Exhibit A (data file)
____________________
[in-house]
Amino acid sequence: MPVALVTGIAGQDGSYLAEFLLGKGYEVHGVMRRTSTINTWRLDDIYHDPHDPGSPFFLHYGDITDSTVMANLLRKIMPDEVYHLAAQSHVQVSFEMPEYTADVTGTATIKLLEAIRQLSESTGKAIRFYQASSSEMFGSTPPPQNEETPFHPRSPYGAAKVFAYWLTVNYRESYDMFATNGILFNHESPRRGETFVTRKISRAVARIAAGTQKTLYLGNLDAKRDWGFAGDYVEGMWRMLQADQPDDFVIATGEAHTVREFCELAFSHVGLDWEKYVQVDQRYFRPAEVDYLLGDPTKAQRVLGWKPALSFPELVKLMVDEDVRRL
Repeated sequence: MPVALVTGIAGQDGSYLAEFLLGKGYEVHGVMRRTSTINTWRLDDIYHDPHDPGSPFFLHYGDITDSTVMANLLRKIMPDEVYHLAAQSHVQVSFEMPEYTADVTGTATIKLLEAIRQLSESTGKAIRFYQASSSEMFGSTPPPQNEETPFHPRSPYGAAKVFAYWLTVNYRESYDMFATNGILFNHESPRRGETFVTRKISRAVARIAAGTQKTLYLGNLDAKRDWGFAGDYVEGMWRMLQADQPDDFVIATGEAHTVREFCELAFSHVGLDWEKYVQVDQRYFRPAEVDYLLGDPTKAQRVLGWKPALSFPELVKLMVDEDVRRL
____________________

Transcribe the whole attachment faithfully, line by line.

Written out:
[in-house]
Amino acid sequence: MPVALVTGIAGQDGSYLAEFLLGKGYEVHGVMRRTSTINTWRLDDIYHDPHDPGSPFFLHYGDITDSTVMANLLRKIMPDEVYHLAAQSHVQVSFEMPEYTADVTGTATIKLLEAIRQLSESTGKAIRFYQASSSEMFGSTPPPQNEETPFHPRSPYGAAKVFAYWLTVNYRESYDMFATNGILFNHESPRRGETFVTRKISRAVARIAAGTQKTLYLGNLDAKRDWGFAGDYVEGMWRMLQADQPDDFVIATGEAHTVREFCELAFSHVGLDWEKYVQVDQRYFRPAEVDYLLGDPTKAQRVLGWKPALSFPELVKLMVDEDVRRL
Repeated sequence: MPVALVTGIAGQDGSYLAEFLLGKGYEVHGVMRRTSTINTWRLDDIYHDPHDPGSPFFLHYGDITDSTVMANLLRKIMPDEVYHLAAQSHVQVSFEMPEYTADVTGTATIKLLEAIRQLSESTGKAIRFYQASSSEMFGSTPPPQNEETPFHPRSPYGAAKVFAYWLTVNYRESYDMFATNGILFNHESPRRGETFVTRKISRAVARIAAGTQKTLYLGNLDAKRDWGFAGDYVEGMWRMLQADQPDDFVIATGEAHTVREFCELAFSHVGLDWEKYVQVDQRYFRPAEVDYLLGDPTKAQRVLGWKPALSFPELVKLMVDEDVRRL